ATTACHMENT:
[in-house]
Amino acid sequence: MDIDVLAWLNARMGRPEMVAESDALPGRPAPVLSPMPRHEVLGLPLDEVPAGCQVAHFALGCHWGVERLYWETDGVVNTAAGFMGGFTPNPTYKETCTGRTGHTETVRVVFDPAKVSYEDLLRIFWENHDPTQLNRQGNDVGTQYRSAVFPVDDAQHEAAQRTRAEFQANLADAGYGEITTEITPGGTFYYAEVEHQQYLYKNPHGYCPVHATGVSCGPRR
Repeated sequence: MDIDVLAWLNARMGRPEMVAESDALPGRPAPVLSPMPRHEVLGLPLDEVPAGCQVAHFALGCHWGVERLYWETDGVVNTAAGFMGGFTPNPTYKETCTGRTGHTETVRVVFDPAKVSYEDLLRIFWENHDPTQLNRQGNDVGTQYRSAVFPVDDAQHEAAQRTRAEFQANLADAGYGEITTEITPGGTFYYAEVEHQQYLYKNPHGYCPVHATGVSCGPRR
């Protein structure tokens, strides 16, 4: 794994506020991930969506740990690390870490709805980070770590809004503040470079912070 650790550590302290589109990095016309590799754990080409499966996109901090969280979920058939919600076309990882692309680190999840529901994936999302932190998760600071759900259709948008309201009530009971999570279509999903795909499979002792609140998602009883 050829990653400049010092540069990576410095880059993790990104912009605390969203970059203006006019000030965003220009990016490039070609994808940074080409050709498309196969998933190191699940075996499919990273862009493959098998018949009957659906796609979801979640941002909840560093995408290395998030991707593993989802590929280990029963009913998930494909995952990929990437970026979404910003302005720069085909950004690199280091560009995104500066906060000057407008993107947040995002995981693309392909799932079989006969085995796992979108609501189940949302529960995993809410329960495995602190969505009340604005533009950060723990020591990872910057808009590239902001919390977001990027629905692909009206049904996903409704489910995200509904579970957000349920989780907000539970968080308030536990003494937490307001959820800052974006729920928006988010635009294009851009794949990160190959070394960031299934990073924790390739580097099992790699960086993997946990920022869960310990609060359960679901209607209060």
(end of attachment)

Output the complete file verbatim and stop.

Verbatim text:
[in-house]
Amino acid sequence: MDIDVLAWLNARMGRPEMVAESDALPGRPAPVLSPMPRHEVLGLPLDEVPAGCQVAHFALGCHWGVERLYWETDGVVNTAAGFMGGFTPNPTYKETCTGRTGHTETVRVVFDPAKVSYEDLLRIFWENHDPTQLNRQGNDVGTQYRSAVFPVDDAQHEAAQRTRAEFQANLADAGYGEITTEITPGGTFYYAEVEHQQYLYKNPHGYCPVHATGVSCGPRR
Repeated sequence: MDIDVLAWLNARMGRPEMVAESDALPGRPAPVLSPMPRHEVLGLPLDEVPAGCQVAHFALGCHWGVERLYWETDGVVNTAAGFMGGFTPNPTYKETCTGRTGHTETVRVVFDPAKVSYEDLLRIFWENHDPTQLNRQGNDVGTQYRSAVFPVDDAQHEAAQRTRAEFQANLADAGYGEITTEITPGGTFYYAEVEHQQYLYKNPHGYCPVHATGVSCGPRR
């Protein structure tokens, strides 16, 4: 794994506020991930969506740990690390870490709805980070770590809004503040470079912070 650790550590302290589109990095016309590799754990080409499966996109901090969280979920058939919600076309990882692309680190999840529901994936999302932190998760600071759900259709948008309201009530009971999570279509999903795909499979002792609140998602009883 050829990653400049010092540069990576410095880059993790990104912009605390969203970059203006006019000030965003220009990016490039070609994808940074080409050709498309196969998933190191699940075996499919990273862009493959098998018949009957659906796609979801979640941002909840560093995408290395998030991707593993989802590929280990029963009913998930494909995952990929990437970026979404910003302005720069085909950004690199280091560009995104500066906060000057407008993107947040995002995981693309392909799932079989006969085995796992979108609501189940949302529960995993809410329960495995602190969505009340604005533009950060723990020591990872910057808009590239902001919390977001990027629905692909009206049904996903409704489910995200509904579970957000349920989780907000539970968080308030536990003494937490307001959820800052974006729920928006988010635009294009851009794949990160190959070394960031299934990073924790390739580097099992790699960086993997946990920022869960310990609060359960679901209607209060």